What Happens Now? Improve With Groundcover
Directly behind the pool, we have an area of fairly high traffic. In our Florida climate, St Augustine Grass is by far the most popular turf. It is a healthy green color with relatively few pests. In most places, for us, it works fine. Its weakness is that is suitable for only moderate traffic. In this area, we have an outdoor cooking station and the traffic keeps growing.
In addition, we have tried hard to create some shade in this part of a hot, sunny backyard. To an area with a few palms and small shrubbery, we added small trees and larger shrubs. The area in question is now more shaded and should become more so. St Augustine grass has varieties for moderate shade, but ours is not one. We think that a low ground cover and perhaps stepping stones are the way to go, as the space is too small for a substantial walkway.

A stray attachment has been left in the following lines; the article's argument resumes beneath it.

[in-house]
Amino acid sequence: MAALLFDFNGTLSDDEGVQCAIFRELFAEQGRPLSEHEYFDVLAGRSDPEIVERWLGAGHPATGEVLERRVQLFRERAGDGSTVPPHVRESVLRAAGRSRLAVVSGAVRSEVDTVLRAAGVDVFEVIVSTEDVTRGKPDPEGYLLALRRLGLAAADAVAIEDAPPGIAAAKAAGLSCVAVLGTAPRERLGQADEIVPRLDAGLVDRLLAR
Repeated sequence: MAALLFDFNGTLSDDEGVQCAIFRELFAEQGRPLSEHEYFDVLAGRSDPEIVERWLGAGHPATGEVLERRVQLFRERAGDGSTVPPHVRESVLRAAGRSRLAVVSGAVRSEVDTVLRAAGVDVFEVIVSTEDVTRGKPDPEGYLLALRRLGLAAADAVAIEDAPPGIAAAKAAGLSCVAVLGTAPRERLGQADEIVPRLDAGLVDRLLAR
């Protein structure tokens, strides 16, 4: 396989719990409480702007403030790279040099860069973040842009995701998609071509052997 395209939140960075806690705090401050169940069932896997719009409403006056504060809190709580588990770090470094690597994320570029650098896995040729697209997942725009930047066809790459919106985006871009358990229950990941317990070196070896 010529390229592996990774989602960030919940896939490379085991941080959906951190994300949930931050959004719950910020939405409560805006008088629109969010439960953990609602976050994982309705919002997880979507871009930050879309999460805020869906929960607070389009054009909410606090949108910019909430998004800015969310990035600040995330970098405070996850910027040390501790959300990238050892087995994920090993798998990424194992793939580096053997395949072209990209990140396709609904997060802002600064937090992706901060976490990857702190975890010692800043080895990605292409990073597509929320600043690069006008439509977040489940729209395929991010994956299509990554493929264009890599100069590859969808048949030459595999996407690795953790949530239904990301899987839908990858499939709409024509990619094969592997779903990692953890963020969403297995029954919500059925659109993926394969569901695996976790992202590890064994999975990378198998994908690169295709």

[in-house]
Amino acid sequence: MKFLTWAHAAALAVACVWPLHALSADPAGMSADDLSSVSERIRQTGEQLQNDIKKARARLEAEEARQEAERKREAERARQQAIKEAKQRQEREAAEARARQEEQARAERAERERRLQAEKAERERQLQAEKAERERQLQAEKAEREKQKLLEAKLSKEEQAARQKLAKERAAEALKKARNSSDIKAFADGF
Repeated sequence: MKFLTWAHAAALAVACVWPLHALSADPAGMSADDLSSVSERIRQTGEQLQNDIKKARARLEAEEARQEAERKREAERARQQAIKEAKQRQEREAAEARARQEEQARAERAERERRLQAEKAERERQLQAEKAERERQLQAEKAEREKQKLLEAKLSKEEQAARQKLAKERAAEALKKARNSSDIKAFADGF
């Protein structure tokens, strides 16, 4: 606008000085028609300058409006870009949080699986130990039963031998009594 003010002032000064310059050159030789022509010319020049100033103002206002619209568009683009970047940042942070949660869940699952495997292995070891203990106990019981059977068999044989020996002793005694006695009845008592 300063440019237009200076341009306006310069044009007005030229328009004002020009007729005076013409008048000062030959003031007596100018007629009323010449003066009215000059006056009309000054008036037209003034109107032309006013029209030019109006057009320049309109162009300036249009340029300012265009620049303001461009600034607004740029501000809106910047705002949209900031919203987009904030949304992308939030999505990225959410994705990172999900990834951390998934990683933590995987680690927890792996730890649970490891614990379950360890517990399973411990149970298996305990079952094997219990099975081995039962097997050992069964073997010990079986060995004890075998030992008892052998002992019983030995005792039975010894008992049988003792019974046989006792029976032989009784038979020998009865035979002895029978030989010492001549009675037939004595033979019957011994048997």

The Ground cover we are considering is one we have used before-Asiatic Jasmine. It is low, shiny green, dense, and very low maintenance. Here is more information on planting groundcovers in your garden.
Asiatic Jasmine and Marsh Rabbits
The rabbits are entertaining. Our local rabbit is the Marsh Rabbit, it is a brown rabbit whose ears and fluffy tail are a little smaller than those of the cottontails we all know. What they lack in flash, however, they make up for in inventiveness!